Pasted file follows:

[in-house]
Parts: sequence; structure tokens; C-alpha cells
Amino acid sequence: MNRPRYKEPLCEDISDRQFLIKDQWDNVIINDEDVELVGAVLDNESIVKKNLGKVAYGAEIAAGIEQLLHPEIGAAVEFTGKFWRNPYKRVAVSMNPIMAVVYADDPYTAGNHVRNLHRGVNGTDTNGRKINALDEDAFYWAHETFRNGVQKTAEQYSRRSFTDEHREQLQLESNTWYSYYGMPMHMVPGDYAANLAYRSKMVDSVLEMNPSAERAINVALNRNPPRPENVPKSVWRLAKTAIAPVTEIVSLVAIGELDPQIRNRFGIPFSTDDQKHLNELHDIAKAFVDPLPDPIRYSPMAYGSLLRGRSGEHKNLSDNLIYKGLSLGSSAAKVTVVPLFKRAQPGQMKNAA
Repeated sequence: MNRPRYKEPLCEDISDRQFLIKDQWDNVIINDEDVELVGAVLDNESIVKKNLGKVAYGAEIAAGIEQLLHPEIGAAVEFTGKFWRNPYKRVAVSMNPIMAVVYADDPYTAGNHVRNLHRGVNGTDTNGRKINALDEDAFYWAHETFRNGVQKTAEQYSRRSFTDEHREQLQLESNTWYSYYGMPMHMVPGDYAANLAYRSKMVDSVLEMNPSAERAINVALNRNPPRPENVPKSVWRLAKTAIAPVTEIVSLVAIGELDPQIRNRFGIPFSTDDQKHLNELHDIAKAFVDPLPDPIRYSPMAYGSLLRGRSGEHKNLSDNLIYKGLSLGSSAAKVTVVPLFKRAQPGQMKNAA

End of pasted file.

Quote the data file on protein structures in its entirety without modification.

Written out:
[in-house]
Parts: sequence; structure tokens; C-alpha cells
Amino acid sequence: MNRPRYKEPLCEDISDRQFLIKDQWDNVIINDEDVELVGAVLDNESIVKKNLGKVAYGAEIAAGIEQLLHPEIGAAVEFTGKFWRNPYKRVAVSMNPIMAVVYADDPYTAGNHVRNLHRGVNGTDTNGRKINALDEDAFYWAHETFRNGVQKTAEQYSRRSFTDEHREQLQLESNTWYSYYGMPMHMVPGDYAANLAYRSKMVDSVLEMNPSAERAINVALNRNPPRPENVPKSVWRLAKTAIAPVTEIVSLVAIGELDPQIRNRFGIPFSTDDQKHLNELHDIAKAFVDPLPDPIRYSPMAYGSLLRGRSGEHKNLSDNLIYKGLSLGSSAAKVTVVPLFKRAQPGQMKNAA
Repeated sequence: MNRPRYKEPLCEDISDRQFLIKDQWDNVIINDEDVELVGAVLDNESIVKKNLGKVAYGAEIAAGIEQLLHPEIGAAVEFTGKFWRNPYKRVAVSMNPIMAVVYADDPYTAGNHVRNLHRGVNGTDTNGRKINALDEDAFYWAHETFRNGVQKTAEQYSRRSFTDEHREQLQLESNTWYSYYGMPMHMVPGDYAANLAYRSKMVDSVLEMNPSAERAINVALNRNPPRPENVPKSVWRLAKTAIAPVTEIVSLVAIGELDPQIRNRFGIPFSTDDQKHLNELHDIAKAFVDPLPDPIRYSPMAYGSLLRGRSGEHKNLSDNLIYKGLSLGSSAAKVTVVPLFKRAQPGQMKNAA